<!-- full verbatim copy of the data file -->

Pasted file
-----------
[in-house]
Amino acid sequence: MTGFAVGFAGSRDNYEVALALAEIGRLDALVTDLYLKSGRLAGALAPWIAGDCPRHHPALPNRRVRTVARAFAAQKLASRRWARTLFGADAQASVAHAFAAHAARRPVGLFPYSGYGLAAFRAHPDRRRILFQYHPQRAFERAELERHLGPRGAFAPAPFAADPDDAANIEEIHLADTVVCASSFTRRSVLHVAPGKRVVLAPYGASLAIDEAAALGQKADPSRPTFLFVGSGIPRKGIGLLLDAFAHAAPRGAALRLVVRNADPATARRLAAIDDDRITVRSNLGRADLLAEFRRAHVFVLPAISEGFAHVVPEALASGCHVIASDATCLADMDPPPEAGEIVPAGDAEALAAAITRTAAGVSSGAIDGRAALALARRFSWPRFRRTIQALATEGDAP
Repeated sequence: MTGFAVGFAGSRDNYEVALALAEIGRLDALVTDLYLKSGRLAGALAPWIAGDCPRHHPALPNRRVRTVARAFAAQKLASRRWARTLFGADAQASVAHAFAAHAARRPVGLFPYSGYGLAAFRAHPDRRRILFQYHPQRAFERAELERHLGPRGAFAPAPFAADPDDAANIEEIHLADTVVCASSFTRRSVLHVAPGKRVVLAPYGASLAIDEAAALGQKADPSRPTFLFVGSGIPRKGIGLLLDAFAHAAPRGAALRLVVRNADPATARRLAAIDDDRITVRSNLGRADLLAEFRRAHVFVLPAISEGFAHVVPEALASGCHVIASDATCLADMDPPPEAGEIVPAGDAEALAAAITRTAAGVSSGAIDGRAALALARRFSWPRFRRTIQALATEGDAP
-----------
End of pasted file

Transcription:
[in-house]
Amino acid sequence: MTGFAVGFAGSRDNYEVALALAEIGRLDALVTDLYLKSGRLAGALAPWIAGDCPRHHPALPNRRVRTVARAFAAQKLASRRWARTLFGADAQASVAHAFAAHAARRPVGLFPYSGYGLAAFRAHPDRRRILFQYHPQRAFERAELERHLGPRGAFAPAPFAADPDDAANIEEIHLADTVVCASSFTRRSVLHVAPGKRVVLAPYGASLAIDEAAALGQKADPSRPTFLFVGSGIPRKGIGLLLDAFAHAAPRGAALRLVVRNADPATARRLAAIDDDRITVRSNLGRADLLAEFRRAHVFVLPAISEGFAHVVPEALASGCHVIASDATCLADMDPPPEAGEIVPAGDAEALAAAITRTAAGVSSGAIDGRAALALARRFSWPRFRRTIQALATEGDAP
Repeated sequence: MTGFAVGFAGSRDNYEVALALAEIGRLDALVTDLYLKSGRLAGALAPWIAGDCPRHHPALPNRRVRTVARAFAAQKLASRRWARTLFGADAQASVAHAFAAHAARRPVGLFPYSGYGLAAFRAHPDRRRILFQYHPQRAFERAELERHLGPRGAFAPAPFAADPDDAANIEEIHLADTVVCASSFTRRSVLHVAPGKRVVLAPYGASLAIDEAAALGQKADPSRPTFLFVGSGIPRKGIGLLLDAFAHAAPRGAALRLVVRNADPATARRLAAIDDDRITVRSNLGRADLLAEFRRAHVFVLPAISEGFAHVVPEALASGCHVIASDATCLADMDPPPEAGEIVPAGDAEALAAAITRTAAGVSSGAIDGRAALALARRFSWPRFRRTIQALATEGDAP